As my hon. Friends are aware, it is just over two years since the collapse of Farepak and people are still looking for answers to what happened to their money. Two weeks ago in business questions, I asked about the report commissioned by the Government, and I was given an assurance by my right hon. and learned Friend the Leader of the House, who said:

“The fact that they are still waiting for the report is not acceptable. I thank him for raising the issue…We really do need to get the matter sorted out. I will work with the Deputy Leader of the House to make sure that we get some answers fast.”—[Official Report, 9 October 2008; Vol. 480, c. 419.]

When are those people going to get answers?

I am grateful to my hon. Friend for his question. I know that he and a number of other Members have continued to pursue the matter extremely closely. He will be aware that the companies investigation branch of the Department has been investigating what went wrong in that case and has completed its investigation. As my hon. Friend may know, legal advice is being sought to decide whether there are grounds for prosecution or disqualification.

T4. On the subject of the part-privatisation of Royal Mail, we were told a few minutes ago that Richard Hooper’s report on independent mail services was due to be published soon. When the Secretary of State appeared before the Select Committee on Tuesday this week, he said that he was contemplating giving additional work to that review team. Can the Minister say what additional work is planned and what impact that will have on the publication timetable? (229235)

The Hooper review is considering the changed context in which Royal Mail operates in terms of competition not only from other mail providers, but from other technologies. That competition has seen the volume of mail decline by 2 or 3 per cent. a year in recent years in this country and in others. The Hooper review must take all these changes into account in compiling its report, and that is exactly what the review team is doing.

T6. Further to the Minister’s statement yesterday on small businesses, does he agree that a consensus is emerging that the public sector could make a real difference to small and medium-sized enterprises if the entire public sector paid its invoices on time? Will the Minister confirm that central Government, local government, quangos and agencies will all pay SMEs’ invoices within 10 days? (229237)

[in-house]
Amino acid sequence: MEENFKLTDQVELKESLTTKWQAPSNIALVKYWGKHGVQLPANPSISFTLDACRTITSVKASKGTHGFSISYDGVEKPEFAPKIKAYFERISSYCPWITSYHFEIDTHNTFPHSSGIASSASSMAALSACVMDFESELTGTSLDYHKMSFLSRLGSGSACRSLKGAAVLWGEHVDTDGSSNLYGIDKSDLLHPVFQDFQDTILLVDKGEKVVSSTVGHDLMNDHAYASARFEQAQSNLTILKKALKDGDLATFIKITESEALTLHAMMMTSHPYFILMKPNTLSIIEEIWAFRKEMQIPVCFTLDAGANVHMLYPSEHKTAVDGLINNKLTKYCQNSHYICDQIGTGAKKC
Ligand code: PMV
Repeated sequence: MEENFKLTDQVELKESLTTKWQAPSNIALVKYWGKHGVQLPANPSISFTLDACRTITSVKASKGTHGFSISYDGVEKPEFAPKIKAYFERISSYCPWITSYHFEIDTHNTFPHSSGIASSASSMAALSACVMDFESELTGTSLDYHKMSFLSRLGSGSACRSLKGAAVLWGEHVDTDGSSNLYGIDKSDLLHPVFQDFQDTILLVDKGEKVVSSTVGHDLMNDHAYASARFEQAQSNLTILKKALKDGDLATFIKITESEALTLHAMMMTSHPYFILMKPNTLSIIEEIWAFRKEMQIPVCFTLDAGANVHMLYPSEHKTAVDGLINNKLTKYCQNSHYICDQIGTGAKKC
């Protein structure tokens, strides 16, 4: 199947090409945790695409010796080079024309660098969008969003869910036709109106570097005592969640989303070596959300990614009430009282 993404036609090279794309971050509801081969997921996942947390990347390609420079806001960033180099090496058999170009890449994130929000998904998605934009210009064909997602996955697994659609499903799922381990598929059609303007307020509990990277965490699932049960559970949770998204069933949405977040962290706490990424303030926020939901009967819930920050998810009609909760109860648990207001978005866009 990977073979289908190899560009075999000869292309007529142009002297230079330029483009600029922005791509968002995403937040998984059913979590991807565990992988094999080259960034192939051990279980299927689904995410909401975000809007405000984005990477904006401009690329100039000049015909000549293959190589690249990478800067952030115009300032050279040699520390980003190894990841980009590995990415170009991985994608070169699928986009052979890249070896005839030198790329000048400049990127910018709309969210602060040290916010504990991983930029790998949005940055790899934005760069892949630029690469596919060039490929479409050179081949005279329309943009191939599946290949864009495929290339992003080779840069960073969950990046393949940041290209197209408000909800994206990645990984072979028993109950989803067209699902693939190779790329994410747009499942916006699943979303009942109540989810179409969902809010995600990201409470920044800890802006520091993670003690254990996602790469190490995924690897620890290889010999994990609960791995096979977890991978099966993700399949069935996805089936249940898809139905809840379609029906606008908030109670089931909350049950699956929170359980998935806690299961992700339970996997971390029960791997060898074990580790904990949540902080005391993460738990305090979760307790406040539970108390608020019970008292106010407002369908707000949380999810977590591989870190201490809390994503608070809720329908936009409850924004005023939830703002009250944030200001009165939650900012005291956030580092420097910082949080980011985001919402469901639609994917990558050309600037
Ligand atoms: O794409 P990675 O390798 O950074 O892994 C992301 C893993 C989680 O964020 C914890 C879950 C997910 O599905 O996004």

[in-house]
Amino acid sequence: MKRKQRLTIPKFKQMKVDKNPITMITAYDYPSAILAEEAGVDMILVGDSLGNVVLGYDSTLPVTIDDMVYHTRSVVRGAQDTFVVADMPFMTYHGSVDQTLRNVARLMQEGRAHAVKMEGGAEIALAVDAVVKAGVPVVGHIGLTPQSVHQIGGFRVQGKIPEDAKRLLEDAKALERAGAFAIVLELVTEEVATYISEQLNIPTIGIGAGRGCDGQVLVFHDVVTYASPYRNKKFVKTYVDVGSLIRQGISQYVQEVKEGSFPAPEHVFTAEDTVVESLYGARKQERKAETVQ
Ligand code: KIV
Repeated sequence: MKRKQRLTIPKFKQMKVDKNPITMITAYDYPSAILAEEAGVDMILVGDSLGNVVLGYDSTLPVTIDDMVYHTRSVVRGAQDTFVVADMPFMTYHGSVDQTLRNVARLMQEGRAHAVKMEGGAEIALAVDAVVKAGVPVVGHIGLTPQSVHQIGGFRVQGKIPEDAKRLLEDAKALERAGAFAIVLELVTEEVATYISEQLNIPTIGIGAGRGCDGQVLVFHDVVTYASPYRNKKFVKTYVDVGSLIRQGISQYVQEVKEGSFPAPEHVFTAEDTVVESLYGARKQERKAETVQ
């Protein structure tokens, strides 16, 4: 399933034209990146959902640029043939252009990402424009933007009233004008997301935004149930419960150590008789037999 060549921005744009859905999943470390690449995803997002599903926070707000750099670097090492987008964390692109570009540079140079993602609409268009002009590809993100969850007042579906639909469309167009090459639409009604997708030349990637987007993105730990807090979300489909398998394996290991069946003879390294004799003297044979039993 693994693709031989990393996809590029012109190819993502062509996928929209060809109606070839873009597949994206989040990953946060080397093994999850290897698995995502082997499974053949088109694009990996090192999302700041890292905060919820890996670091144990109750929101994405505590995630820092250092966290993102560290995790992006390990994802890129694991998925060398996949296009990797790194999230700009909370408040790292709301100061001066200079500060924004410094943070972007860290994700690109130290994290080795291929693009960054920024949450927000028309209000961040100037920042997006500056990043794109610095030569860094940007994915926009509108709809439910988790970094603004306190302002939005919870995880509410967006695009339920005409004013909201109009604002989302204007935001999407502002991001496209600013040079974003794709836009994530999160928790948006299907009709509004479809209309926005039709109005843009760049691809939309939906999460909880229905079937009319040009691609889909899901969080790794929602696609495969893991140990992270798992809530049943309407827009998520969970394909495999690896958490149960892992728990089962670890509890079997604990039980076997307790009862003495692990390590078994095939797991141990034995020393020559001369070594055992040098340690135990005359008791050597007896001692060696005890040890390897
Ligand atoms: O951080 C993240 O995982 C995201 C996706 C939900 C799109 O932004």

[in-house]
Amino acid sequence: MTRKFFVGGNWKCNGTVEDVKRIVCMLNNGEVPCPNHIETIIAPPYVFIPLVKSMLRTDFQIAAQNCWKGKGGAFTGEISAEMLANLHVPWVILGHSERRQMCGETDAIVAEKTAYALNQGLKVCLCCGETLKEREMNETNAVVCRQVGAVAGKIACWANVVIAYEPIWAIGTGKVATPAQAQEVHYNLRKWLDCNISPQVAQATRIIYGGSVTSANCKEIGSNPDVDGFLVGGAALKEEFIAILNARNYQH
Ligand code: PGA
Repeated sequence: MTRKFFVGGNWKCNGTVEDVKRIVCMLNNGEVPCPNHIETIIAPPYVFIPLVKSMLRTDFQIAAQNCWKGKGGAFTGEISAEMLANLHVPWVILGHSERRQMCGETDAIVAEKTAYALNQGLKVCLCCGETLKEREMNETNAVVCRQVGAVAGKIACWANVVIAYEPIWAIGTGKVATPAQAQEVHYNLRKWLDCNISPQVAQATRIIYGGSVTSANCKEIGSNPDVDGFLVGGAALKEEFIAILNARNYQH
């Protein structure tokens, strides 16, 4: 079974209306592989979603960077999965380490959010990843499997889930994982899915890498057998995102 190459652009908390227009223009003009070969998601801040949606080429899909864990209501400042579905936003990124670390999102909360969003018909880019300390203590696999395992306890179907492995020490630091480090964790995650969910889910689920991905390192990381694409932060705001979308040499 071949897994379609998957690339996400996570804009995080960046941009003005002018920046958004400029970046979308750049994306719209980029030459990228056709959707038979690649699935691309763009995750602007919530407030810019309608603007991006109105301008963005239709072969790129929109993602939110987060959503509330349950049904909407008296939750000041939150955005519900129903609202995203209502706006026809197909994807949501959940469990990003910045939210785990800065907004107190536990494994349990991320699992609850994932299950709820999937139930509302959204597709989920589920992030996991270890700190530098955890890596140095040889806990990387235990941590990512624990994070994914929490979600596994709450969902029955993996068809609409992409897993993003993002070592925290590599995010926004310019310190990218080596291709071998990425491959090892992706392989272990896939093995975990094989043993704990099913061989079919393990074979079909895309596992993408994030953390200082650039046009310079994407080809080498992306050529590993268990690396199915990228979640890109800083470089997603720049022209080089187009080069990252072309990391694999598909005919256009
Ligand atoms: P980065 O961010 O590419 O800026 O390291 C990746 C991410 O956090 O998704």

The Government’s commitment to make payments within 10 days is an important one and we already monitor that through Department annual plans. The majority of Government payments are made within 10 days, but we want to do better. The regional development agencies, which each spend £750 million a year, have also committed to pay within 10 days. We are spending public money, and in matters of the public purse we need to ensure that we do so in a proper way. We must make sure that invoices are correct and that goods and services of the right quality have been delivered. Once those assurances have been provided, we need to get cracking and ensure that we pay promptly. That is important for small businesses facing cash flow problems. We are doing all we can to deliver that through the Government system.

I am sure my hon. Friend agrees that the creation of the Internet Governance Forum with a five-year mandate from the United Nations was a British diplomatic triumph, and that the creation of the UK Internet Governance Forum is a good example of co-operation between Government, industry and Parliament. Does my hon. Friend agree that the best way to promote international co-operation in the long term is to use the UK IGF to make the UK the safest place in the world to do business online?

I agree with my right hon. Friend, who makes some important points. I pay tribute to him for the work that he has done on the matter over many years. We are committed to ensuring the success of the multi-stakeholder Internet Governance Forum. It is largely due to his actions that the UK has taken such a leadership role in this area, and we will endeavour to continue to do that in the future. I am happy to work with him. As he knows, our noble Friend Lord Carter will meet him shortly to discuss these issues.

T7. The Minister will know that my constituency, Romford, has a wide variety of small and independent local businesses that serve our community, one of which is the Havering Christian bookshop. Many such organisations are struggling to survive in the present economic climate. What will the Government do to nurture and protect small businesses such as that? (229238)

In addition to the series of measures mentioned by my fellow Ministers, the hon. Gentleman may wish to check that the small business he mentions has sought to claim small business rate relief, a measure that is helping to reduce the administrative burdens on small businesses. It was opposed by his party but we have introduced it none the less, and it makes a real difference. If the business does not know how to claim, it should check the local council’s website, where the form should be shown.